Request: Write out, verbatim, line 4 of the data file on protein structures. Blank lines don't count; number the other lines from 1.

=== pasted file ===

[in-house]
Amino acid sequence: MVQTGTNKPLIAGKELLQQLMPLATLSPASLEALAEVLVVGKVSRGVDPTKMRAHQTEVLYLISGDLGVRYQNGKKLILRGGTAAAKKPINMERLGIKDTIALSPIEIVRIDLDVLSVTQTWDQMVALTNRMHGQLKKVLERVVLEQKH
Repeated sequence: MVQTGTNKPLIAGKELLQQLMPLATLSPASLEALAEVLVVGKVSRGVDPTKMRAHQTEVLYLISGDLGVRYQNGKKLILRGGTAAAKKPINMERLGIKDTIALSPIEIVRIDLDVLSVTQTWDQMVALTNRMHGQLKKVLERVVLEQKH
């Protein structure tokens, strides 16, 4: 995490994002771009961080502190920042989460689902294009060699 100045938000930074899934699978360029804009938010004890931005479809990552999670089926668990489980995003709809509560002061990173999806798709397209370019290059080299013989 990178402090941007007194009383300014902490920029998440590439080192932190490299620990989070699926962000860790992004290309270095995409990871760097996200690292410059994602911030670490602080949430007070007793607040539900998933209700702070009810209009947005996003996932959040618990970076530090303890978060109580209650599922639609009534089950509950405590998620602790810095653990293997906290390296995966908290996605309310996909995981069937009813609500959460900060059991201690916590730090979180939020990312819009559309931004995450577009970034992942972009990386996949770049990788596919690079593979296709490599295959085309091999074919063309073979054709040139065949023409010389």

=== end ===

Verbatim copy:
């Protein structure tokens, strides 16, 4: 995490994002771009961080502190920042989460689902294009060699 100045938000930074899934699978360029804009938010004890931005479809990552999670089926668990489980995003709809509560002061990173999806798709397209370019290059080299013989 990178402090941007007194009383300014902490920029998440590439080192932190490299620990989070699926962000860790992004290309270095995409990871760097996200690292410059994602911030670490602080949430007070007793607040539900998933209700702070009810209009947005996003996932959040618990970076530090303890978060109580209650599922639609009534089950509950405590998620602790810095653990293997906290390296995966908290996605309310996909995981069937009813609500959460900060059991201690916590730090979180939020990312819009559309931004995450577009970034992942972009990386996949770049990788596919690079593979296709490599295959085309091999074919063309073979054709040139065949023409010389």